|Lilac buds this snowy morning, St. Albans, Vermont|
As I walked out to my truck, a couple of snowflakes hit me right in the kisser.
There I was, surrounded by a greening forest and happy yellow daffodils dancing in my breezy yard, and I had to deal with this.
It got even worse this morning when said green trees and daffodils were covered by a slushy layer of new snow that fell overnight.
I'm sure there were quite a few other people who shared my lack of enthusiasm for this May snowfall.
It's unusual but definitely not unprecedented for snow to accumulate on Vermont's valley floors like it did last night. And it almost always snows in the mountains this time of year.
I guess you can take heart that this could have been worse. There have definitely been bigger snowstorms in the North Country in May and even June.
One of the most epic May snowstorms hit New England on May 9-10, 1977, in what was otherwise a very warm spring month.
While many areas of Vermont got a few inches of snow out of that one, some higher elevations near the Capital District of New York and in western and central Massachusetts got nailed by one to as much as two feet of snow.
Slide Mountain, New York got 27 inches of snow and Norfolk, Connecticut got 20 inches. New York City got a trace of snow, the latest snowfall on record there.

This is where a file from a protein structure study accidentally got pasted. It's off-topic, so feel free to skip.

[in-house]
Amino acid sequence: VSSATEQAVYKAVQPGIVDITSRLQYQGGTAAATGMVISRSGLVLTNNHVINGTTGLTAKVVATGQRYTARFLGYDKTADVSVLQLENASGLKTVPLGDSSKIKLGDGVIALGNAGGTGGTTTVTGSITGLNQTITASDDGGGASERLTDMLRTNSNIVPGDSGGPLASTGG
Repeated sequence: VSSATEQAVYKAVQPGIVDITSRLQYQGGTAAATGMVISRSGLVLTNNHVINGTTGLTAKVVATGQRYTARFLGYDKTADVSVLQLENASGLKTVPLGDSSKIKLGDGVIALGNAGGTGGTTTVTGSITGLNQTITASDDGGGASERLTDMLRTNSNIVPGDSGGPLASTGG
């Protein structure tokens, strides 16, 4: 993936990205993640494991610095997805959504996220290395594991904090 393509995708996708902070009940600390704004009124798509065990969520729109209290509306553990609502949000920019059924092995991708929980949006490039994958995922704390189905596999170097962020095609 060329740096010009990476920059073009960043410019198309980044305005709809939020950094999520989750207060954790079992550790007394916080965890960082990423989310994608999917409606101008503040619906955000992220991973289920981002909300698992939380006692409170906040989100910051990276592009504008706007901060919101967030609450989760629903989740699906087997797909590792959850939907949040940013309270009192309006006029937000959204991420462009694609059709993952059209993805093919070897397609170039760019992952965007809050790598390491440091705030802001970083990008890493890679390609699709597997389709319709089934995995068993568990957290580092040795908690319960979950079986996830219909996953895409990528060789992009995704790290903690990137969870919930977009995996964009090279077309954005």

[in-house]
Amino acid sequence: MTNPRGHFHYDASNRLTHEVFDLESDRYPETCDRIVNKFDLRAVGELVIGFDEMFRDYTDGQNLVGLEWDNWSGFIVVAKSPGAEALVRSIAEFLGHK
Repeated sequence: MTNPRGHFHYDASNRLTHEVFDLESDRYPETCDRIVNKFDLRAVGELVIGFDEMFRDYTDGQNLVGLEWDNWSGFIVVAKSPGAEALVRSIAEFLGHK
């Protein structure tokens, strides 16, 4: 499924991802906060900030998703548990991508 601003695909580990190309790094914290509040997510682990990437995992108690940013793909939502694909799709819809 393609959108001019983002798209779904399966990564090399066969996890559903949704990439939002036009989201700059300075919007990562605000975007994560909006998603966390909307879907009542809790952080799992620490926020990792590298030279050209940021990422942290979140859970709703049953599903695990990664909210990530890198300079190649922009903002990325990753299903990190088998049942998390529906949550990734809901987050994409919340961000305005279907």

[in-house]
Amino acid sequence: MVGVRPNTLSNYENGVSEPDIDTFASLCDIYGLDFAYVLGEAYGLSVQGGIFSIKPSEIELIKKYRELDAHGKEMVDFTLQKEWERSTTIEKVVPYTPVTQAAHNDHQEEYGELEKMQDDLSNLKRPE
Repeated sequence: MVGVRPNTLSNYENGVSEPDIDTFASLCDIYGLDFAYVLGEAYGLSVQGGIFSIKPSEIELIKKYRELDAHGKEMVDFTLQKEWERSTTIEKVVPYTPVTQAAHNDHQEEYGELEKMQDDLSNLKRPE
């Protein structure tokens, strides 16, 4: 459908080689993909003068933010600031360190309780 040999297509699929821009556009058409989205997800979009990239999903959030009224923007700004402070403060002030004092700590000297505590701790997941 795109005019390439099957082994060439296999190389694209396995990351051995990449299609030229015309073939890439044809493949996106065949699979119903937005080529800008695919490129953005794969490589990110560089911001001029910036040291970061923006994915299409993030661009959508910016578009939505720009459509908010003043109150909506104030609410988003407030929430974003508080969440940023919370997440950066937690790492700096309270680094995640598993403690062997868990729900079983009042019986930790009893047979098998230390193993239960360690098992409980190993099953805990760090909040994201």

The leaves were starting to blossom out by then, so the weight of the snow on leafing trees broke zillions of branches and almost as many power lines. Electricity was out for a week or more in a few spots.
In 2013 and even later and incredible snowstorm struck on May 24-26. I remember flying out of Burlington International Airport on May 27 of that year and looking out over a snowy landscape in the mountains of Vermont and New York that day. That was super, duper late in the year to see snow.
Whiteface Mountain in New York got nearly three feet of snow in that very late season snow. Jay Peak, Vermont received 18 inches. At lower elevations, Walden, Vermont picked up six inches of snow and Greensboro collected 4.5 inches of snow.
|Unhappy snowy daffodils in my garden this morning, St. Albans|
Not the type of weekend you'd want for the unofficial opening weekend of summer.
We could even theoretically collect snow in June. The famous Year Without A Summer in 1816 featured drifts to 20 inches deep in Danville, Vermont.
On June 11, 1842, up to a foot of snow fell on Irasburg and Barton, Vermont, and there was a dusting in Burlington.
With global warming in full effect, I doubt we'll ever see a snowstorm like that in June again. Still, you understand my point: The May snow we've gotten this week could have been worse.
There continues to be some snow showers around this morning, but those will retreat to the mountain tops today. Still, it's going to be very chilly for this time of year, with readings only in the 40s when it should be in the 60s.
It'll sort of warm up as we go through the rest of the week, but stay a little cool for this time of year. At least at this point, we can hope that we will have no more big snowstorms until late next fall.